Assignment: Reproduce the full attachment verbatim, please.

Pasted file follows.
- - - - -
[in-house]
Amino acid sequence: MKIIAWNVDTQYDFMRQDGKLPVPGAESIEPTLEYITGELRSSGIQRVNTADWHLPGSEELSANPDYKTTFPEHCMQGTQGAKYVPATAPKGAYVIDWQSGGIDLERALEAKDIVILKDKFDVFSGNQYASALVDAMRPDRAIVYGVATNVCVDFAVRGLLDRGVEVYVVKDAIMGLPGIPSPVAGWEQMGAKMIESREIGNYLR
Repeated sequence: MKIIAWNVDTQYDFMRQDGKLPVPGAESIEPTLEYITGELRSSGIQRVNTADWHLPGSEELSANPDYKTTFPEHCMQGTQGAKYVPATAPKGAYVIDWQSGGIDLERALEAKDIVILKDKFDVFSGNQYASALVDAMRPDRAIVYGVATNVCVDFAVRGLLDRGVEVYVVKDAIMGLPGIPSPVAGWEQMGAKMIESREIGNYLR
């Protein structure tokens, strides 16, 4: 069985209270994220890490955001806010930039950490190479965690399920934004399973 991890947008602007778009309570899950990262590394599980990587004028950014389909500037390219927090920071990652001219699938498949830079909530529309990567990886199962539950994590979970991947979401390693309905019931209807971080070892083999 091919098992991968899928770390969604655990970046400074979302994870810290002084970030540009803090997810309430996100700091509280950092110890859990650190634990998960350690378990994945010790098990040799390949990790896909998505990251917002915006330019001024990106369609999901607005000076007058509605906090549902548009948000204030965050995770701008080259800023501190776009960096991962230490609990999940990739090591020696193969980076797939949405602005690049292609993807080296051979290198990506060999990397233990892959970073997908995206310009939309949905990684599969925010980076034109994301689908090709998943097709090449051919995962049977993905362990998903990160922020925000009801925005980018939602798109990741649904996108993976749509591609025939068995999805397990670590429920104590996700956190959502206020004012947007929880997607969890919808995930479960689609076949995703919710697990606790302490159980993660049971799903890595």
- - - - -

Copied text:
[in-house]
Amino acid sequence: MKIIAWNVDTQYDFMRQDGKLPVPGAESIEPTLEYITGELRSSGIQRVNTADWHLPGSEELSANPDYKTTFPEHCMQGTQGAKYVPATAPKGAYVIDWQSGGIDLERALEAKDIVILKDKFDVFSGNQYASALVDAMRPDRAIVYGVATNVCVDFAVRGLLDRGVEVYVVKDAIMGLPGIPSPVAGWEQMGAKMIESREIGNYLR
Repeated sequence: MKIIAWNVDTQYDFMRQDGKLPVPGAESIEPTLEYITGELRSSGIQRVNTADWHLPGSEELSANPDYKTTFPEHCMQGTQGAKYVPATAPKGAYVIDWQSGGIDLERALEAKDIVILKDKFDVFSGNQYASALVDAMRPDRAIVYGVATNVCVDFAVRGLLDRGVEVYVVKDAIMGLPGIPSPVAGWEQMGAKMIESREIGNYLR
């Protein structure tokens, strides 16, 4: 069985209270994220890490955001806010930039950490190479965690399920934004399973 991890947008602007778009309570899950990262590394599980990587004028950014389909500037390219927090920071990652001219699938498949830079909530529309990567990886199962539950994590979970991947979401390693309905019931209807971080070892083999 091919098992991968899928770390969604655990970046400074979302994870810290002084970030540009803090997810309430996100700091509280950092110890859990650190634990998960350690378990994945010790098990040799390949990790896909998505990251917002915006330019001024990106369609999901607005000076007058509605906090549902548009948000204030965050995770701008080259800023501190776009960096991962230490609990999940990739090591020696193969980076797939949405602005690049292609993807080296051979290198990506060999990397233990892959970073997908995206310009939309949905990684599969925010980076034109994301689908090709998943097709090449051919995962049977993905362990998903990160922020925000009801925005980018939602798109990741649904996108993976749509591609025939068995999805397990670590429920104590996700956190959502206020004012947007929880997607969890919808995930479960689609076949995703919710697990606790302490159980993660049971799903890595």